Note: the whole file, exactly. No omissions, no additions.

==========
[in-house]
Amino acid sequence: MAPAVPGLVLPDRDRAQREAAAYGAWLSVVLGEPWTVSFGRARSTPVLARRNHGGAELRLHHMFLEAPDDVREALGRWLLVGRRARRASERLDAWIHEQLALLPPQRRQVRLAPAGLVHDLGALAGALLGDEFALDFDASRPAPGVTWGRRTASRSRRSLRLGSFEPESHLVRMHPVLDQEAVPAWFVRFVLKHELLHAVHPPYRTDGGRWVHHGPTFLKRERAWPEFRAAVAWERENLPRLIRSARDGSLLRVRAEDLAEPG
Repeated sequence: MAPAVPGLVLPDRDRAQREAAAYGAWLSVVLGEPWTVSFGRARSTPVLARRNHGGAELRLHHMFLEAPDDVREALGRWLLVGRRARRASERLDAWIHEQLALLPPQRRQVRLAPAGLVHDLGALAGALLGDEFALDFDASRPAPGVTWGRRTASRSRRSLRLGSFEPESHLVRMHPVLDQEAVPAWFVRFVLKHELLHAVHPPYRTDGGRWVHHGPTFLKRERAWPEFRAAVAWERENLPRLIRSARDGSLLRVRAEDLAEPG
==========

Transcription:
[in-house]
Amino acid sequence: MAPAVPGLVLPDRDRAQREAAAYGAWLSVVLGEPWTVSFGRARSTPVLARRNHGGAELRLHHMFLEAPDDVREALGRWLLVGRRARRASERLDAWIHEQLALLPPQRRQVRLAPAGLVHDLGALAGALLGDEFALDFDASRPAPGVTWGRRTASRSRRSLRLGSFEPESHLVRMHPVLDQEAVPAWFVRFVLKHELLHAVHPPYRTDGGRWVHHGPTFLKRERAWPEFRAAVAWERENLPRLIRSARDGSLLRVRAEDLAEPG
Repeated sequence: MAPAVPGLVLPDRDRAQREAAAYGAWLSVVLGEPWTVSFGRARSTPVLARRNHGGAELRLHHMFLEAPDDVREALGRWLLVGRRARRASERLDAWIHEQLALLPPQRRQVRLAPAGLVHDLGALAGALLGDEFALDFDASRPAPGVTWGRRTASRSRRSLRLGSFEPESHLVRMHPVLDQEAVPAWFVRFVLKHELLHAVHPPYRTDGGRWVHHGPTFLKRERAWPEFRAAVAWERENLPRLIRSARDGSLLRVRAEDLAEPG